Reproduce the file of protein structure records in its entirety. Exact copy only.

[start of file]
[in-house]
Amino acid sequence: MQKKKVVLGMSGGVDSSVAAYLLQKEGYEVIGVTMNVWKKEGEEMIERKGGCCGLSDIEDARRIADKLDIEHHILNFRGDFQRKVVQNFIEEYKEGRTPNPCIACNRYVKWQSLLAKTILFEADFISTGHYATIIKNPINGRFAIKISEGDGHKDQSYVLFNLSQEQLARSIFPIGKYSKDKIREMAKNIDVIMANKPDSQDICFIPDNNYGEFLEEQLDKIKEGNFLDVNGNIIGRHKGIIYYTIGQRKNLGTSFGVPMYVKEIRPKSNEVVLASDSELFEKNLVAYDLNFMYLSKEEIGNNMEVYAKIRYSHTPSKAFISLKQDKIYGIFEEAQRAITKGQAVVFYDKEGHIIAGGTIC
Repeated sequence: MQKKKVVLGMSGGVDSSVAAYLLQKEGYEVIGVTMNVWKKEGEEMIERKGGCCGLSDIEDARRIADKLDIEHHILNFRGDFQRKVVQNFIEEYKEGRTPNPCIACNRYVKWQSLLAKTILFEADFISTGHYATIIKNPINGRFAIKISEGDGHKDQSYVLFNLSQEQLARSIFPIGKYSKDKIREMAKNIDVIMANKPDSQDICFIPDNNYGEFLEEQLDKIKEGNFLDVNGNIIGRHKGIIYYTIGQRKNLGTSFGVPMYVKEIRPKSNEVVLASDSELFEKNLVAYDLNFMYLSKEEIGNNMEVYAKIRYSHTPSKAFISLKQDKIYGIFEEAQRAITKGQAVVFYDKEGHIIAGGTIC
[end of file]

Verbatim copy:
[in-house]
Amino acid sequence: MQKKKVVLGMSGGVDSSVAAYLLQKEGYEVIGVTMNVWKKEGEEMIERKGGCCGLSDIEDARRIADKLDIEHHILNFRGDFQRKVVQNFIEEYKEGRTPNPCIACNRYVKWQSLLAKTILFEADFISTGHYATIIKNPINGRFAIKISEGDGHKDQSYVLFNLSQEQLARSIFPIGKYSKDKIREMAKNIDVIMANKPDSQDICFIPDNNYGEFLEEQLDKIKEGNFLDVNGNIIGRHKGIIYYTIGQRKNLGTSFGVPMYVKEIRPKSNEVVLASDSELFEKNLVAYDLNFMYLSKEEIGNNMEVYAKIRYSHTPSKAFISLKQDKIYGIFEEAQRAITKGQAVVFYDKEGHIIAGGTIC
Repeated sequence: MQKKKVVLGMSGGVDSSVAAYLLQKEGYEVIGVTMNVWKKEGEEMIERKGGCCGLSDIEDARRIADKLDIEHHILNFRGDFQRKVVQNFIEEYKEGRTPNPCIACNRYVKWQSLLAKTILFEADFISTGHYATIIKNPINGRFAIKISEGDGHKDQSYVLFNLSQEQLARSIFPIGKYSKDKIREMAKNIDVIMANKPDSQDICFIPDNNYGEFLEEQLDKIKEGNFLDVNGNIIGRHKGIIYYTIGQRKNLGTSFGVPMYVKEIRPKSNEVVLASDSELFEKNLVAYDLNFMYLSKEEIGNNMEVYAKIRYSHTPSKAFISLKQDKIYGIFEEAQRAITKGQAVVFYDKEGHIIAGGTIC